At the end of December, Britain and the EU sealed a post-Brexit trade agreement after nine months of fraught negotiations. Prime Minister Boris Johnson and European Commission President Ursula von der Leyen clinched the deal on Christmas Eve, haggling over fishing rights. The mood in Brussels was sober, with Ms von der Leyen saying one of her main feelings was “relief” that “we can finally put Brexit behind us”.
Back in Downing Street, Mr Johnson was upbeat as he declared Britain had secured its negotiating objectives.
Many hoped the agreement would bring some kind of normalisation to UK-EU relations.
However, two months in and it is already clear this is not the case.
The European Commission is threatening the Government with legal action after differences on their post-Brexit trade agreement and more specifically areas involving Northern Ireland have become much more apparent.
Both sides agreed to conduct checks on goods moving across the Irish Sea, going from Scotland, Wales and England to Northern Ireland as the latter is still part of the single market.
The clause was signed as a measure to avoid a hard border with the Republic of Ireland and respect the Good Friday Agreement signed in 1998.
Britain had until the end of March 2021 to implement the checks – but it has now decided to extend the grace period until October.
According to the European Commission, this breaches the so-called Northern Ireland Protocol and international law.
London responded by saying the UK had warned the Commission before going public with the news and argued that the delay was a “temporary” technical step “to provide more time for businesses such as supermarkets and parcel operators to adapt to and implement the new requirements”.
In a recent report, Caroline Bell, a civil servant, argued it is clear that the EU is more interested in continuing to punish Britain for Brexit by playing politics with the Northern Ireland Protocol, than in establishing a viable and mutually beneficial long-term relationship.
She wrote: “Given this history and the EU’s visceral opposition to Brexit, it is not unreasonable to suppose that the EU will weaponise the Trade and Cooperation Agreement (TCA) as it did the withdrawal agreement, in order to frustrate British independence at every turn. The UK must not follow the Brussels playbook.
“We must avoid getting bogged down in circular arguments while Brussels picks off various industry sectors or tries to impose a regulatory straitjacket on us that prevents us striking profitable deals with more like-minded countries (particularly with countries which export foodstuffs at world prices that could displace food imports from the EU), or succeeds in carving out Northern Ireland as a permanent EU fiefdom.”
Ms Bell claimed there are several obvious things the UK must not do going forward, such as not allowing the EU to set the agenda or keep extending talks and the TCA ratification timetable, not enforcing totally unnecessary checks on goods sold within our own internal market, not mirroring new EU rules, and not giving an inch on Britain’s core interests.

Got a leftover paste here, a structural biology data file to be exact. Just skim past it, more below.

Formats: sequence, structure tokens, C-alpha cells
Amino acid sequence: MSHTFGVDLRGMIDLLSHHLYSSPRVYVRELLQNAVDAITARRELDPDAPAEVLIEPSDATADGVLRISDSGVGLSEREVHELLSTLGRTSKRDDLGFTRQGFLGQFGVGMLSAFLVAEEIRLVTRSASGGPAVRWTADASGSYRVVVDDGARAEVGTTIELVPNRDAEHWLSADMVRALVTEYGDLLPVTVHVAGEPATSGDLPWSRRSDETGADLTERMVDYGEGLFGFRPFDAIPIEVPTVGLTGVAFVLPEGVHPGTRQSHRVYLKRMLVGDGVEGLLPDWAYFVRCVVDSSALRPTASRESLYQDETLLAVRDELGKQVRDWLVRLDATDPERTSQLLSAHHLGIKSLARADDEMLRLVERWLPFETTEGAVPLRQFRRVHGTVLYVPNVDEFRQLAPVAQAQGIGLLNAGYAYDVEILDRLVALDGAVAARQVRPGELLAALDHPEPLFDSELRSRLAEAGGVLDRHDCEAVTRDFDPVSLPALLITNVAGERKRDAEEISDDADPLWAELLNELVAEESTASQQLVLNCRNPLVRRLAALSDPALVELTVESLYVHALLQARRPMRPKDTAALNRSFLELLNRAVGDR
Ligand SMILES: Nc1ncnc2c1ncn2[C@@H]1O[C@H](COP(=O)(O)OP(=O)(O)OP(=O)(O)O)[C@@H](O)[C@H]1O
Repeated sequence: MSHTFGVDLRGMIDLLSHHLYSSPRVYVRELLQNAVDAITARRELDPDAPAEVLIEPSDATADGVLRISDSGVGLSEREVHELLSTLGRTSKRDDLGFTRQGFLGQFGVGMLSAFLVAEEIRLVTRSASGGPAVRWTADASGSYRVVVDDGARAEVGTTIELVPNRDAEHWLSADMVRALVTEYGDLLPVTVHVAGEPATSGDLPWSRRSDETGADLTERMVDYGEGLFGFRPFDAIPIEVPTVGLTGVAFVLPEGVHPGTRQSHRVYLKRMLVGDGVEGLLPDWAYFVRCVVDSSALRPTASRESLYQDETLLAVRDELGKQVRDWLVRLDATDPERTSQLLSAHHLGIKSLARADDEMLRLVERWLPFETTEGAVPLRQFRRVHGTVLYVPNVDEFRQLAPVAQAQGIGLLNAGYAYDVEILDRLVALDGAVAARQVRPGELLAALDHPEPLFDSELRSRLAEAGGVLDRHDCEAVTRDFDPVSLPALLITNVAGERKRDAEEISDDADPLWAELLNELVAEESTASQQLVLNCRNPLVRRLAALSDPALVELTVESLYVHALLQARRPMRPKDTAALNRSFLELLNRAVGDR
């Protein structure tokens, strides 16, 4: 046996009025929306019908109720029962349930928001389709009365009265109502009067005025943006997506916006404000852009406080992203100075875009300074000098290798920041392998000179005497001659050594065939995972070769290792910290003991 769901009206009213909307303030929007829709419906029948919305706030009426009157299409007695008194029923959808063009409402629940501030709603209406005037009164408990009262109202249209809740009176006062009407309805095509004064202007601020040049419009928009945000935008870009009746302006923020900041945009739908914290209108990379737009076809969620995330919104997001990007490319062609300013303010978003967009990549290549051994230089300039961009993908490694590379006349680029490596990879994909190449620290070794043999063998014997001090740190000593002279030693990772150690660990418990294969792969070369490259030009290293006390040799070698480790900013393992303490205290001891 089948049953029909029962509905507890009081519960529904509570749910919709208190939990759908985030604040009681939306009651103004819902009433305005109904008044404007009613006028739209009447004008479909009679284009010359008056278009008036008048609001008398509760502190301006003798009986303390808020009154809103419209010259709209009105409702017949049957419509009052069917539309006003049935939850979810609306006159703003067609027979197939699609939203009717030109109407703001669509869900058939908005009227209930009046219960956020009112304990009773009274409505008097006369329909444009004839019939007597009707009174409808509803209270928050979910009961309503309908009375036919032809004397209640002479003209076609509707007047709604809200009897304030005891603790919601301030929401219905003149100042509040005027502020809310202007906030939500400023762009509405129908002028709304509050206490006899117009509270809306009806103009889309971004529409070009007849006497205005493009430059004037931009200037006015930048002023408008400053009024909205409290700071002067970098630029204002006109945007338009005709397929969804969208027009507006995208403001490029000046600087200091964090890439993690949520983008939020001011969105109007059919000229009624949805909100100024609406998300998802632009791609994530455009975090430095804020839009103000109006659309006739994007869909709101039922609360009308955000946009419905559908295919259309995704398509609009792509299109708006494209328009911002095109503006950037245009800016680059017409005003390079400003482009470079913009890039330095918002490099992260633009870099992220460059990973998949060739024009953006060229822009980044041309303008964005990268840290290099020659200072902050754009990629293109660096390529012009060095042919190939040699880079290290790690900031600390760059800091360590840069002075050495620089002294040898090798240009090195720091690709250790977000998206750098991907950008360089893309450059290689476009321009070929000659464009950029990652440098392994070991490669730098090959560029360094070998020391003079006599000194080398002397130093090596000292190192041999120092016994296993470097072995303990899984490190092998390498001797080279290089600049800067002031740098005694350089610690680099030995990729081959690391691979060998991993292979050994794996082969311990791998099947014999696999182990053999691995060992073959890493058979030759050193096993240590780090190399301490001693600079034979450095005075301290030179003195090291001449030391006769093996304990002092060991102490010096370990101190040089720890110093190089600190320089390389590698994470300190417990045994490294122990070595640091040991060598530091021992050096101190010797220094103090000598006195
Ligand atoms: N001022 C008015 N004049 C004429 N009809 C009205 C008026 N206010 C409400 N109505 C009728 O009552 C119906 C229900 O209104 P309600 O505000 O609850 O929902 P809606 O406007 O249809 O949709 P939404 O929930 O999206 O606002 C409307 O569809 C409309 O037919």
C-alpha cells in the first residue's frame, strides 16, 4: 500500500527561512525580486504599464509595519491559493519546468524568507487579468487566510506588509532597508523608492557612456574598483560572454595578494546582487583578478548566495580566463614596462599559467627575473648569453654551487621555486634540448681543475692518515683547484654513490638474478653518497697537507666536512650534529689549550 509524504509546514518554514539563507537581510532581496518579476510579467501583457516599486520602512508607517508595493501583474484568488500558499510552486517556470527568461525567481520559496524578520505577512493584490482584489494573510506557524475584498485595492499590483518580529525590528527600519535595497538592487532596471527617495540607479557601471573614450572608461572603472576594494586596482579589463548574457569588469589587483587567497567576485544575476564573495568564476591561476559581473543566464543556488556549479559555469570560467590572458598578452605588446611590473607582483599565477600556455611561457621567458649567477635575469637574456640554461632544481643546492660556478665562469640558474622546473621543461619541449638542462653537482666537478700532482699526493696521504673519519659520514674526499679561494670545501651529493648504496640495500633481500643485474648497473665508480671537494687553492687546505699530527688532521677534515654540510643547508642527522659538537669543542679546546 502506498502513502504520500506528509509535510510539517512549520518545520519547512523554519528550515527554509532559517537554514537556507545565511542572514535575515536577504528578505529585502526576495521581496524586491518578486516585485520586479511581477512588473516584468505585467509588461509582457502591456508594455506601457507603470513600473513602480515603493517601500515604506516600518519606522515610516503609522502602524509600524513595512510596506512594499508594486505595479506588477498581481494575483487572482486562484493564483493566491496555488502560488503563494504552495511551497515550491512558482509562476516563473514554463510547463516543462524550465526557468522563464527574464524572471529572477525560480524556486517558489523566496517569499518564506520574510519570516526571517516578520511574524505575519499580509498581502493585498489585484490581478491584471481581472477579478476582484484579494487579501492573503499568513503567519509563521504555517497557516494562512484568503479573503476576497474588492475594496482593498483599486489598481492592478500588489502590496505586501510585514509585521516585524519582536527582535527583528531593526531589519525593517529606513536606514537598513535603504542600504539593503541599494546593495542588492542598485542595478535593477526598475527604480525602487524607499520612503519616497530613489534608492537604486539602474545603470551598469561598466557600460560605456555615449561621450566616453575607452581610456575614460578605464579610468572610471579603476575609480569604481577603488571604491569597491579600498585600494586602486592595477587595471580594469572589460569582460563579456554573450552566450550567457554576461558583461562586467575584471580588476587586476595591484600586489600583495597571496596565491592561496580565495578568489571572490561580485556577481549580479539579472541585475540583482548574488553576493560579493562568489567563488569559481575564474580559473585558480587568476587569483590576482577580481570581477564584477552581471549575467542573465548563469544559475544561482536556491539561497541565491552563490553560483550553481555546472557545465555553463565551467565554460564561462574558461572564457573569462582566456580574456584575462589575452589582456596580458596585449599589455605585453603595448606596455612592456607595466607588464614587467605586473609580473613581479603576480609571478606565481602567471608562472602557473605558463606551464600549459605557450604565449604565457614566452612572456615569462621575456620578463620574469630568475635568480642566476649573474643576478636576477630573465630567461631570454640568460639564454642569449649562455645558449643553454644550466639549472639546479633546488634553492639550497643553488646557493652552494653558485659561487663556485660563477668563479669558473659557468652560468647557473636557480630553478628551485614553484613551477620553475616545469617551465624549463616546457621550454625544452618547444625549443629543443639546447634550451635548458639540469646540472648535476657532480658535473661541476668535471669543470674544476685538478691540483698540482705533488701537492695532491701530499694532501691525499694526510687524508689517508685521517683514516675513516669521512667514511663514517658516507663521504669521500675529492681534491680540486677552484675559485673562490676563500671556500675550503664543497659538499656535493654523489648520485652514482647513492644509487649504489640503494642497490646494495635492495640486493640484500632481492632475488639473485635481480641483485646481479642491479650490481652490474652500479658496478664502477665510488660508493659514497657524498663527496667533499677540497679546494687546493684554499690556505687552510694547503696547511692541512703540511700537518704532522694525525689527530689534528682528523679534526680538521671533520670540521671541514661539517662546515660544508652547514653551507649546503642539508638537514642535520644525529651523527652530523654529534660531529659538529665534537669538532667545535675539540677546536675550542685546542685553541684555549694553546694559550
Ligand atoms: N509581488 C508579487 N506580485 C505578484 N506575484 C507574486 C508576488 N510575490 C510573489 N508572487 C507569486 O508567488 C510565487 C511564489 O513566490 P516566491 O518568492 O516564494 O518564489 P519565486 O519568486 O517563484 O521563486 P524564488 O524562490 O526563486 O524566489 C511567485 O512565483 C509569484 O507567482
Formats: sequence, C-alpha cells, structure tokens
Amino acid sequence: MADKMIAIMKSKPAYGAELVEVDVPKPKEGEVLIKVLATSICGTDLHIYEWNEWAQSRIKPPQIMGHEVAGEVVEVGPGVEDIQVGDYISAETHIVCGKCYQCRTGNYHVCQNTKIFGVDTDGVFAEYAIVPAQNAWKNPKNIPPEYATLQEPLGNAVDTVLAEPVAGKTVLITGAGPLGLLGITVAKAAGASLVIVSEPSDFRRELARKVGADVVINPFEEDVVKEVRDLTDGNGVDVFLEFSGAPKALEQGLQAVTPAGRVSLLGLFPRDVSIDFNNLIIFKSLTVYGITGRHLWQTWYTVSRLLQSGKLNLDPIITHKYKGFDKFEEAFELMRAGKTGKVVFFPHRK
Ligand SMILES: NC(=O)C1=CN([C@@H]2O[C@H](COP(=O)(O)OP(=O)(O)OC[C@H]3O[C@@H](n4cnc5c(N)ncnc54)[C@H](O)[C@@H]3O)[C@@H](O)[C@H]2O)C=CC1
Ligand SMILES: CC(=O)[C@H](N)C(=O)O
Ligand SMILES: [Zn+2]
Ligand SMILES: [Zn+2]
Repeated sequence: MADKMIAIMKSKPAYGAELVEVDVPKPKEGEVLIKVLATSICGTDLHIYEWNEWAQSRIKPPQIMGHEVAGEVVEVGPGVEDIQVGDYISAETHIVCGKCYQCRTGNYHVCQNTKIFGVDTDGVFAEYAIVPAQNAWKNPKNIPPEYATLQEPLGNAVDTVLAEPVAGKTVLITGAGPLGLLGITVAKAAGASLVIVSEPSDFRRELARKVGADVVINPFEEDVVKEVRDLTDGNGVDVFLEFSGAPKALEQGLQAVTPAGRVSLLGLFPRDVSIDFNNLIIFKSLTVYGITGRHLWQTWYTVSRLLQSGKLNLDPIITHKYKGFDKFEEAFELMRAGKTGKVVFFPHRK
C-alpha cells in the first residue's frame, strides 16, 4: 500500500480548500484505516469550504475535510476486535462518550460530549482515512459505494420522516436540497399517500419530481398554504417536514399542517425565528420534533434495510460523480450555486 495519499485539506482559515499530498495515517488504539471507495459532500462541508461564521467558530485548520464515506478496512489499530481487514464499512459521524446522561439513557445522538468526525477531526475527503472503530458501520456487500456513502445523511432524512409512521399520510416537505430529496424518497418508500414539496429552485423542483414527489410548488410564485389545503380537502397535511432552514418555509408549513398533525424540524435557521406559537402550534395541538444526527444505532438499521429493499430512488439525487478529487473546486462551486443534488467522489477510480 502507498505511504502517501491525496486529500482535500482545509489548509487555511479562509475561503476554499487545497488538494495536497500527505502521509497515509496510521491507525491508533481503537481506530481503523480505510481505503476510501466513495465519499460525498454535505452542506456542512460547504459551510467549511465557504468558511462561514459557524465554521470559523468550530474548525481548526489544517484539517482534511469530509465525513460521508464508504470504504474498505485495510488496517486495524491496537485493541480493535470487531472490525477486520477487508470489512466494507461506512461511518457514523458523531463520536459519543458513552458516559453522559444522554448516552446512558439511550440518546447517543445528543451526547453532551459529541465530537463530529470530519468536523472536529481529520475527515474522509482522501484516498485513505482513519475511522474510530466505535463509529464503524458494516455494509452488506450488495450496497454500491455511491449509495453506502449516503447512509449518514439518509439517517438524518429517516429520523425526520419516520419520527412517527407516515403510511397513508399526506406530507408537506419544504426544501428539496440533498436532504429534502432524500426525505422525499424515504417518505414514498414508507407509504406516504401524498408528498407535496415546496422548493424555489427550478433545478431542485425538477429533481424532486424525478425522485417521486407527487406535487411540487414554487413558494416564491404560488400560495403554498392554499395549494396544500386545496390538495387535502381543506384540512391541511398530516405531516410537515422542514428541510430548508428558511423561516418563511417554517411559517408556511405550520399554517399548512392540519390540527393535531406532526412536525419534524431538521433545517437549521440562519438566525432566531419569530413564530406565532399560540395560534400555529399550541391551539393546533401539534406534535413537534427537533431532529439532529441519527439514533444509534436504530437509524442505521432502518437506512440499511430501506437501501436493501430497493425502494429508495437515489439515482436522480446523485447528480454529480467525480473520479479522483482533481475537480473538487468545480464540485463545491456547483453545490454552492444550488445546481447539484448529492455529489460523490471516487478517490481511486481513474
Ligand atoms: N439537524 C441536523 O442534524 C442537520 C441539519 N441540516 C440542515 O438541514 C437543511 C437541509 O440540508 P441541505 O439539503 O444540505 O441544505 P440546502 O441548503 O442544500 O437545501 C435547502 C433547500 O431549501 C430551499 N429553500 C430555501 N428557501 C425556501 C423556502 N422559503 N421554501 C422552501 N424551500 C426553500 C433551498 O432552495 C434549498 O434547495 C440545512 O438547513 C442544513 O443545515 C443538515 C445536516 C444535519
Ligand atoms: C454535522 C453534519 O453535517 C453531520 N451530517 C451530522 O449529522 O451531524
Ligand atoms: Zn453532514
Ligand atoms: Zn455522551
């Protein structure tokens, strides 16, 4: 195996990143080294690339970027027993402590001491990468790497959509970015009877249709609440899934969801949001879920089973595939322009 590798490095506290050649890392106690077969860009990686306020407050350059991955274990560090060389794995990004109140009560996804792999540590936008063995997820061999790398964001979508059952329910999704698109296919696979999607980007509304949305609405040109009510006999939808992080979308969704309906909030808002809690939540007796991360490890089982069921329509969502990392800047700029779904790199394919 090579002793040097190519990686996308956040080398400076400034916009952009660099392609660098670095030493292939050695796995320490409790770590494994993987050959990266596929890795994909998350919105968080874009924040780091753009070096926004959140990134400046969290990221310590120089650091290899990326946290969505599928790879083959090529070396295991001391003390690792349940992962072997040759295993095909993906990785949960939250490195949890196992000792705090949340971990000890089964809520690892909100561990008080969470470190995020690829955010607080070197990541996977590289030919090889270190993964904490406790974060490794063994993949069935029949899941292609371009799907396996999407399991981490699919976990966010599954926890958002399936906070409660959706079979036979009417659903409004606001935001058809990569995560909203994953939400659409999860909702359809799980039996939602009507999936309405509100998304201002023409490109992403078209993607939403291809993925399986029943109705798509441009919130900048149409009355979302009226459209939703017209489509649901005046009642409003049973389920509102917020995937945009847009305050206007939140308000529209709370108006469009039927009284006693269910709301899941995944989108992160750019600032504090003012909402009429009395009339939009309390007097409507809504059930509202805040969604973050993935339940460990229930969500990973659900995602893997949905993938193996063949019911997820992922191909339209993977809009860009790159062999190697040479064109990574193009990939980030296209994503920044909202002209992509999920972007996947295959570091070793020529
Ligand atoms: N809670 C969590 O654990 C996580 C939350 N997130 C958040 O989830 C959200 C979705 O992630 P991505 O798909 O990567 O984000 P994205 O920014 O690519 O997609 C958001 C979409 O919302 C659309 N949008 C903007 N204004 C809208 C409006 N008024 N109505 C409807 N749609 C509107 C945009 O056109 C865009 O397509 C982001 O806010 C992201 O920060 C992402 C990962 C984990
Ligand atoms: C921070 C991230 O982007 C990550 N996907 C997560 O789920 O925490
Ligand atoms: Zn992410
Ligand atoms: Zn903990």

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She concluded in her piece for Briefings for Britain: “We should be prepared to use nuclear options to protect them if necessary, and take specific retaliatory measures when the EU breaches its own laws and the terms of the TCA to disadvantage British businesses.
“We should redouble our efforts to sign trade deals with other countries so we have alternative markets and suppliers, accelerate the repeal of EU law to avoid getting caught in a regulatory nightmare, and focus on forging smart Britannia, quick to seize new technological opportunities in the digital age.
“Some landmark measures would be welcome, like the abolition of VAT, which is a burdensome and complicated EU tax governed by reams of retained EU law. A simpler UK goods and services tax to kickstart the economy post-Covid would be a powerful signal that we intend to take advantage of Brexit to do things faster and better.
“And of course, we should always be ready to cut and run if the TCA proves to be more trouble than it’s worth.
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“When and if that should prove an attractive option will depend on how the EU conducts itself in the next few months.”
Government trade adviser Shanker Singham told Express.co.uk, the Prime Minister should do a better job at explaining the Northern Ireland Protocol.
He said: “The European vision on how to implement the Good Friday Agreement actually violates the Good Friday Agreement, as they treat Northern Ireland as a European member state, without the consent of the Northern Irish people.
“It is really incumbent on the British Government, who, frankly, needs to do a better job at explaining what I just said.
“The only way to properly implement it is to do it in such a way that you deliver three things: you deliver unfettered access, Northern Ireland to Great Britain, you deliver as free a flow as possible, Great Britain to Northern Ireland, and you deliver no border on the island of Ireland.”